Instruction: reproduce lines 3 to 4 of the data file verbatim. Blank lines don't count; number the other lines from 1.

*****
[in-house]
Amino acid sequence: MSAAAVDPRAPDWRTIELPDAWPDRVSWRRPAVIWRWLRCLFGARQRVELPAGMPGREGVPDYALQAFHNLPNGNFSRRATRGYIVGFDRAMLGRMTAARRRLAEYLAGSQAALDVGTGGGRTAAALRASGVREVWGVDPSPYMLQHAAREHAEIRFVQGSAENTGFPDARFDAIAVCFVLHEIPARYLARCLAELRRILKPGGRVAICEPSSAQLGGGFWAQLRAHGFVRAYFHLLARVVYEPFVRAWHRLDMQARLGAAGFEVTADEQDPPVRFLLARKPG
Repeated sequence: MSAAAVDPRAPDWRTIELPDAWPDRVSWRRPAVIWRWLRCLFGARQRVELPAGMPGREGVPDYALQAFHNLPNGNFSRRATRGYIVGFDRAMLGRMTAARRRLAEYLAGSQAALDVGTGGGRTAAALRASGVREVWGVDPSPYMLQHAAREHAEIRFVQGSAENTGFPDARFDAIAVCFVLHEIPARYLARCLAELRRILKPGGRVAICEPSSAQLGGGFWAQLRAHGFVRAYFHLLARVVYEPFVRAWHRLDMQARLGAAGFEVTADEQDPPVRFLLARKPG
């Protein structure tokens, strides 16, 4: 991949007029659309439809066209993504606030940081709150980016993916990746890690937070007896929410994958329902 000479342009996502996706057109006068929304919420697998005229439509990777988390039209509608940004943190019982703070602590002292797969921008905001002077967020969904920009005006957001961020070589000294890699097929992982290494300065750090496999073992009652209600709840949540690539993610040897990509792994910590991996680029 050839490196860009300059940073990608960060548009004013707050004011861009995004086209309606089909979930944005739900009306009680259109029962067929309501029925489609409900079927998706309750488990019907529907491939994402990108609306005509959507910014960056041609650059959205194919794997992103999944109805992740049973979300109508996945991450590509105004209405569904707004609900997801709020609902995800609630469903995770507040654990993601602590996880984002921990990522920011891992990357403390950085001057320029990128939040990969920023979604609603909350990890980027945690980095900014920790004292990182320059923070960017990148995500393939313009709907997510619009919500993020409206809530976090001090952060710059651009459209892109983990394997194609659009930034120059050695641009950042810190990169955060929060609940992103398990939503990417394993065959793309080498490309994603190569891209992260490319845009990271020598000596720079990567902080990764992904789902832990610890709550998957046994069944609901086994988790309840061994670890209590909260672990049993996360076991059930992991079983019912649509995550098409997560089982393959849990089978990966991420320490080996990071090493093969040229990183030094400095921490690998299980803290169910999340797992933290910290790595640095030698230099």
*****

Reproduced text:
Repeated sequence: MSAAAVDPRAPDWRTIELPDAWPDRVSWRRPAVIWRWLRCLFGARQRVELPAGMPGREGVPDYALQAFHNLPNGNFSRRATRGYIVGFDRAMLGRMTAARRRLAEYLAGSQAALDVGTGGGRTAAALRASGVREVWGVDPSPYMLQHAAREHAEIRFVQGSAENTGFPDARFDAIAVCFVLHEIPARYLARCLAELRRILKPGGRVAICEPSSAQLGGGFWAQLRAHGFVRAYFHLLARVVYEPFVRAWHRLDMQARLGAAGFEVTADEQDPPVRFLLARKPG
């Protein structure tokens, strides 16, 4: 991949007029659309439809066209993504606030940081709150980016993916990746890690937070007896929410994958329902 000479342009996502996706057109006068929304919420697998005229439509990777988390039209509608940004943190019982703070602590002292797969921008905001002077967020969904920009005006957001961020070589000294890699097929992982290494300065750090496999073992009652209600709840949540690539993610040897990509792994910590991996680029 050839490196860009300059940073990608960060548009004013707050004011861009995004086209309606089909979930944005739900009306009680259109029962067929309501029925489609409900079927998706309750488990019907529907491939994402990108609306005509959507910014960056041609650059959205194919794997992103999944109805992740049973979300109508996945991450590509105004209405569904707004609900997801709020609902995800609630469903995770507040654990993601602590996880984002921990990522920011891992990357403390950085001057320029990128939040990969920023979604609603909350990890980027945690980095900014920790004292990182320059923070960017990148995500393939313009709907997510619009919500993020409206809530976090001090952060710059651009459209892109983990394997194609659009930034120059050695641009950042810190990169955060929060609940992103398990939503990417394993065959793309080498490309994603190569891209992260490319845009990271020598000596720079990567902080990764992904789902832990610890709550998957046994069944609901086994988790309840061994670890209590909260672990049993996360076991059930992991079983019912649509995550098409997560089982393959849990089978990966991420320490080996990071090493093969040229990183030094400095921490690998299980803290169910999340797992933290910290790595640095030698230099």